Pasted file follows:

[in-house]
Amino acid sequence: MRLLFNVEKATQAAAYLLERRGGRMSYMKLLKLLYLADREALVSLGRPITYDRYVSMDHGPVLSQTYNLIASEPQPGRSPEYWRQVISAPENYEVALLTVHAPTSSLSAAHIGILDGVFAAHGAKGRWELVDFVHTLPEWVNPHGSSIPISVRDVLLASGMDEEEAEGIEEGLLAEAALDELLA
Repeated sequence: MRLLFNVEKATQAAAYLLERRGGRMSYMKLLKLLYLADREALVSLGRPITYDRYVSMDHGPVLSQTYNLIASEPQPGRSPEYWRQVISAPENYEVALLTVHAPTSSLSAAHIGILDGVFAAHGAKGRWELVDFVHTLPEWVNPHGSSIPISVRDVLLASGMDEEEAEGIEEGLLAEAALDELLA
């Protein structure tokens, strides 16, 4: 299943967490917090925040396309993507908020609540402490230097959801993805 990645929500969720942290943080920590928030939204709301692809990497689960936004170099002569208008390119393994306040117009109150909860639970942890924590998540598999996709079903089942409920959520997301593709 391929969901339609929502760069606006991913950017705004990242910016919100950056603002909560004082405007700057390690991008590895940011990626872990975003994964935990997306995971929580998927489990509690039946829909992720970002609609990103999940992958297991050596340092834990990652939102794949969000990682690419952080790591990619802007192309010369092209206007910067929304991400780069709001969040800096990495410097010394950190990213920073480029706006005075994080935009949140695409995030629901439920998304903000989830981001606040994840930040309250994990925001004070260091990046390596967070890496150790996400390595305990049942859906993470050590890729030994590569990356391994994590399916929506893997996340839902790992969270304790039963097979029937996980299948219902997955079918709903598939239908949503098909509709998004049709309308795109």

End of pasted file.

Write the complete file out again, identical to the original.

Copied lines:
[in-house]
Amino acid sequence: MRLLFNVEKATQAAAYLLERRGGRMSYMKLLKLLYLADREALVSLGRPITYDRYVSMDHGPVLSQTYNLIASEPQPGRSPEYWRQVISAPENYEVALLTVHAPTSSLSAAHIGILDGVFAAHGAKGRWELVDFVHTLPEWVNPHGSSIPISVRDVLLASGMDEEEAEGIEEGLLAEAALDELLA
Repeated sequence: MRLLFNVEKATQAAAYLLERRGGRMSYMKLLKLLYLADREALVSLGRPITYDRYVSMDHGPVLSQTYNLIASEPQPGRSPEYWRQVISAPENYEVALLTVHAPTSSLSAAHIGILDGVFAAHGAKGRWELVDFVHTLPEWVNPHGSSIPISVRDVLLASGMDEEEAEGIEEGLLAEAALDELLA
């Protein structure tokens, strides 16, 4: 299943967490917090925040396309993507908020609540402490230097959801993805 990645929500969720942290943080920590928030939204709301692809990497689960936004170099002569208008390119393994306040117009109150909860639970942890924590998540598999996709079903089942409920959520997301593709 391929969901339609929502760069606006991913950017705004990242910016919100950056603002909560004082405007700057390690991008590895940011990626872990975003994964935990997306995971929580998927489990509690039946829909992720970002609609990103999940992958297991050596340092834990990652939102794949969000990682690419952080790591990619802007192309010369092209206007910067929304991400780069709001969040800096990495410097010394950190990213920073480029706006005075994080935009949140695409995030629901439920998304903000989830981001606040994840930040309250994990925001004070260091990046390596967070890496150790996400390595305990049942859906993470050590890729030994590569990356391994994590399916929506893997996340839902790992969270304790039963097979029937996980299948219902997955079918709903598939239908949503098909509709998004049709309308795109």